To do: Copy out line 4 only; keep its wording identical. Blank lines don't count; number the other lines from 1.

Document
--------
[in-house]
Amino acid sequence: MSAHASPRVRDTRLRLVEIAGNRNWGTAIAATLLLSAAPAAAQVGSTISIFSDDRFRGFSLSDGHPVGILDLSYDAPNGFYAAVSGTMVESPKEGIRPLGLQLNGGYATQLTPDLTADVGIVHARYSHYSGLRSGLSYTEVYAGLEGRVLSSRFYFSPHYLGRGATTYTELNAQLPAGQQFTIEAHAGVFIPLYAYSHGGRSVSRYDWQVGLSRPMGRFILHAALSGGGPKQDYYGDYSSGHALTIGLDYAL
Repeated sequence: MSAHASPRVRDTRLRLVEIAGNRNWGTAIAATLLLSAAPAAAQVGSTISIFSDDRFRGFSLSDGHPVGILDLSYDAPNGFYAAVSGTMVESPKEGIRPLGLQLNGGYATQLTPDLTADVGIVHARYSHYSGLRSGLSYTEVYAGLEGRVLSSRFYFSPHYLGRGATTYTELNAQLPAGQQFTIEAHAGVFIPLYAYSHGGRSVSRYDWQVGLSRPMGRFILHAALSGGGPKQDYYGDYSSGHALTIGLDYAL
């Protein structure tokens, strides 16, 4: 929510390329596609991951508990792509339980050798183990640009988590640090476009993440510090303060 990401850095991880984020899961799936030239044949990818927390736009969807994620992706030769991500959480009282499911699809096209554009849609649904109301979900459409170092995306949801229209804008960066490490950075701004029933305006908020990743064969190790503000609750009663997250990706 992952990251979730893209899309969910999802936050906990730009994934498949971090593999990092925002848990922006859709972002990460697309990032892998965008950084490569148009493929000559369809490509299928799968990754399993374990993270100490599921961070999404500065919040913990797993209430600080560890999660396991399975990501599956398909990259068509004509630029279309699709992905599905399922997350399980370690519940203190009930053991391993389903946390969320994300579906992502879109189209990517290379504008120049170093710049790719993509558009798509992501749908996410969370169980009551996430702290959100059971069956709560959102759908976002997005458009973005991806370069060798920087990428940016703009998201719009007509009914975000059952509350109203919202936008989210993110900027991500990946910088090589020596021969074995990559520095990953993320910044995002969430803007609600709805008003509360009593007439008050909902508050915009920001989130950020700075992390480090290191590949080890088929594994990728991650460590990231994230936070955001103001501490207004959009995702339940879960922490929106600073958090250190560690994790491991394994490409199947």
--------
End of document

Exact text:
């Protein structure tokens, strides 16, 4: 929510390329596609991951508990792509339980050798183990640009988590640090476009993440510090303060 990401850095991880984020899961799936030239044949990818927390736009969807994620992706030769991500959480009282499911699809096209554009849609649904109301979900459409170092995306949801229209804008960066490490950075701004029933305006908020990743064969190790503000609750009663997250990706 992952990251979730893209899309969910999802936050906990730009994934498949971090593999990092925002848990922006859709972002990460697309990032892998965008950084490569148009493929000559369809490509299928799968990754399993374990993270100490599921961070999404500065919040913990797993209430600080560890999660396991399975990501599956398909990259068509004509630029279309699709992905599905399922997350399980370690519940203190009930053991391993389903946390969320994300579906992502879109189209990517290379504008120049170093710049790719993509558009798509992501749908996410969370169980009551996430702290959100059971069956709560959102759908976002997005458009973005991806370069060798920087990428940016703009998201719009007509009914975000059952509350109203919202936008989210993110900027991500990946910088090589020596021969074995990559520095990953993320910044995002969430803007609600709805008003509360009593007439008050909902508050915009920001989130950020700075992390480090290191590949080890088929594994990728991650460590990231994230936070955001103001501490207004959009995702339940879960922490929106600073958090250190560690994790491991394994490409199947």